It’s hard to know why the story of our wee trip in April 2008 to the Corbett, Beinn Each, was never written. I found it one of the most enjoyable half day walks we ever tackled, courtesy of a mere 2m of bog…one of the lowest bog counts encountered on our travels. Maybe its omission was due to our busy hillwalking schedule or perhaps because the walk was so short it was damn near impossible to create a decent back story – something de rigeur for the Fatdog “Tails” of that period. In those days the “Tails” appeared on the forum scottishhills.com. It would be another 8 months before the first incarnation of Where The Fatdog Walks would hit the blogoshere.
What the day lacked in headline news it made up for in both weather and views from the summit, although they were a bit on the hazy side for decent photographs. However, the highlight of the trip had to be lunch – venison pies from Mhor Bread in Callander. I am salivating as I recall those juicy meat and veg filled, pastry-lined, treasures. Food like that made it a day for lazing around and enjoying the experience while at the same time taking in the superb view across Loch Lubnaig to Ben Ledi. The Fatdog’s drool did detract somewhat from the moment but you learn to put up with such minor inconveniences when faced with such culinary magic.
It was an effortless hill; a short section of forest path (some say creepy and gloomy) from the A84 at Ardchullarie More on the edge of Loch Lubnaig; a quick meander along the old estate track in Glen Ample; then at the cairn (and stone arrow) onto the narrow path up the grassy slopes of Beinn Each itself. A whacking great total of 6.5km! That must be one of the shortest round trips for a hill from one of the major Scottish hill groups.
I would love to do it again…but not at the minute. First of all getting the pups out of the “Tank” next to the busy A84 gives me the shivers just thinking about it…then there are the sheep in Glen Ample. God knows what the wee delinquents would make of them. But it’s still a great little hill…doable even with my sciatic niggles.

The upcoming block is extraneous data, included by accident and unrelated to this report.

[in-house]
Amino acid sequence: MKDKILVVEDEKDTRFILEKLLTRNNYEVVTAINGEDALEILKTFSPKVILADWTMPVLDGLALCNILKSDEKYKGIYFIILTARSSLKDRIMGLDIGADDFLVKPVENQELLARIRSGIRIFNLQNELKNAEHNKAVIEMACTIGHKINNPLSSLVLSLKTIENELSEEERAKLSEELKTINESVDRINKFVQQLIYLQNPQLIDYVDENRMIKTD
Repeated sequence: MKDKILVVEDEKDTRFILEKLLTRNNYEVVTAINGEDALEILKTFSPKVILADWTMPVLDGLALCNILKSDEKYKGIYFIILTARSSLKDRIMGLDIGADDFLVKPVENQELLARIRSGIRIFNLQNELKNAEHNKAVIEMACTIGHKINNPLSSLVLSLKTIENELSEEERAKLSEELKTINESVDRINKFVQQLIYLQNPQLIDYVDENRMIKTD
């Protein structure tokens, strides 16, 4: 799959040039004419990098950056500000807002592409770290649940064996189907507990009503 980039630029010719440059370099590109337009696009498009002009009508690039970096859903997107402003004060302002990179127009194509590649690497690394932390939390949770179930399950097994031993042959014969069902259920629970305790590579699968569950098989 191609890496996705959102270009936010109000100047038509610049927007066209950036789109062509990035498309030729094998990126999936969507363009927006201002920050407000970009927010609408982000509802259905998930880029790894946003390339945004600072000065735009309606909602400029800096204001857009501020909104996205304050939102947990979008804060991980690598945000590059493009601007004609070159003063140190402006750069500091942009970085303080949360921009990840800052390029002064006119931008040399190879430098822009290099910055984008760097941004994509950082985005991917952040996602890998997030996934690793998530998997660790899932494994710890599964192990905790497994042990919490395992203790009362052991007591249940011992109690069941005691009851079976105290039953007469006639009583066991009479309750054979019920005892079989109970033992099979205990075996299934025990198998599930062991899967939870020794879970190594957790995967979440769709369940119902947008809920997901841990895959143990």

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The Fatdog heads off up the Glen Ample track.
The track has great views back to Ben Ledi
At the time (2008) these were the indicators of the start of the path up the hill.
Beinn Each – it has a great look to it that tells you it’s not going to be a hard day.
The track winds its way up the midsection of the hill.
Looking down into Glen Ample from our lunch perch.
FD reckons we’re nearly there.
Stuc a Chroin from the summit of Beinn Each. These were the days when I was sorely tempted to follow the ridge around to the neighbouring Munro. Wisely I opted for an easy, lounge about day.
Looking west to the Munros of Stob Binnein and Ben More
Ben Ledi – always difficult to photograph to the south.
How the track winds up the second part of the hill.
I did contemplate a wee wander along the south ridge…but I sensed bog!
FD reckons we’ve done enough for the day and heads for home.
I believe, not that I’m an expert in this field, that you should always have three points of contact when climbing. This is a useful guide for any form of awkward ascending. At present I have four. Sadly none of them are greater than 1cm diameter and two are much, much, less. It is those two that are, at the minute, holding me upright. Dave MacLeod would be impressed. Continue reading The Mighty Gate of Invervar – Part 1→
After successfully completing a couple of walks on the Grahams, I decided that myself and The Fatdog should extend our range a wee bit and tackle an easy Munro. Glas Tulaichean was a fairly easy option. Lying just to the east of Glenshee this wee bump, with its track to the top, was going to provide zero by way of awkwardness for either of us. At over 15km and 700m of ascent of a round trip it would be our longest walk in recent months. We hadn’t been at this height (1051m) since last August! Continue reading About Time for a Wee Munro, I Think→
Other than a somewhat embarrassing diversion via an unplanned hill, the excursion of the previous week with Mr.P had been an outstanding success. I did omit from the “tail” another embarrassing moment, this time for Mr.P, which resulted in him forgetting to change into his trainers before roaring off down the road back to his hotel in his wee BMW. The additional carrier bag in the back of “The Tank” did puzzle me for a minute until I realised what had happened. With the walk having different start and finish points it was a 2 car job with Mr.P’s 2-seater being left at the finish a couple of miles back from our start point. While this was a very handy arrangement it did mean that I had to share the front passenger side with The Fatdog, which does bring back memories of the old game “How many people can you fit in a Mini”. Continue reading A Day at Amulree – a bit of mild heather bashing→